Sandvik Coromant is taking the initiative among tooling developers to standardize the format and content of tooling catalogs, and with Siemens PLM Software aims to establish an open online database that will inform tooling selection and virtual machining projects.
Acknowledging the ambitious scope of their endeavor, officials of Siemens PLM Software and Sandvik Coromant launched an initiative to standardize the structure and content of cutting tool vendor catalogs. Siemens’ director of product marketing for the NX CAM line business Vynce Paradise, and Sandvik Coromant manager of business development Mike Verkamp, said the project had been in progress for several months, and proceeding from the established ISO and STEP standards.
The goals of the Standardized Cutting Tool Catalog Initiative are 1) to help machine shops and other manufacturers manage the problem of determining cutting tool definitions and data, in a useable, online format; and 2) to integrate cutting tools efficiently into their production systems. Based on ISO, STEP, and other industry standards, the online catalogs that Siemens and Sandvik will develop would help engineers make informed decisions with greater access to tooling data. The task of identifying optimal, preferred, recommended, or specified tooling for a specific task would be simplified.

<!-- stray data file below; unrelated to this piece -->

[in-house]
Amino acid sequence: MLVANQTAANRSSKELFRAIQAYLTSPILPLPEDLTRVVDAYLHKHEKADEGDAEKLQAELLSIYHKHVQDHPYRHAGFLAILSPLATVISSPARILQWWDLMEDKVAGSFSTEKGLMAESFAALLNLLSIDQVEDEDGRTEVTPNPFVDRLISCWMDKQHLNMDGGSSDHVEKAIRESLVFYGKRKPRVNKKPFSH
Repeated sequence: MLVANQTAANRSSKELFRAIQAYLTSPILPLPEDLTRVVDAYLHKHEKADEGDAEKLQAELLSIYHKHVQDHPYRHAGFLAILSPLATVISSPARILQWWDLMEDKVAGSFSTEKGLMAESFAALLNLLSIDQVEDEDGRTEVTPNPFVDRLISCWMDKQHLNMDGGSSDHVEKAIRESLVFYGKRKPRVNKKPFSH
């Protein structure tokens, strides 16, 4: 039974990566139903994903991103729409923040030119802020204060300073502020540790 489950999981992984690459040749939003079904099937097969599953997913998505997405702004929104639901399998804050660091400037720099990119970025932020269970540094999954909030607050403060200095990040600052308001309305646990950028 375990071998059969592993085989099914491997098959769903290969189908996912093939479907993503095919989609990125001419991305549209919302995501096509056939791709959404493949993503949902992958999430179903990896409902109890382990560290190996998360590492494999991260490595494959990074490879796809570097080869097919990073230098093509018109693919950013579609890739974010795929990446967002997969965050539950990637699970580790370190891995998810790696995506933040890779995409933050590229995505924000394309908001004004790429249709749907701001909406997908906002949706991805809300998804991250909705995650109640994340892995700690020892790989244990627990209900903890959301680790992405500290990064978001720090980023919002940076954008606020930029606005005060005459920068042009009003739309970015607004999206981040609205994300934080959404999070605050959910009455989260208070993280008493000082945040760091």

The two project leaders also acknowledged their intention (and some preliminary discussion) to include other tooling brands in their effort, for example, Sandvik rivals Kennametal and Iscar, among others. Importantly, the database they will develop will be available for on an open basis throughout the industry.
The partners said their initiative addresses three important areas of tooling selection: the classification structure; tool attribute definitions; and a standardized approach to 3D model definitions for cutting tool components, and how those can be assembled.
“Sandvik Coromant has recognized the tremendous technological development in machining processes, materials, and tooling which is driving the need for virtual machining capabilities,” Verkamp related. “Working with data in varying formats can be a challenge, but we expect that this initiative will not only offer manufacturers a standard format for vital cutting tool data, but will simplify their CAM and virtual machining systems, helping them better optimize productivity and profitability.”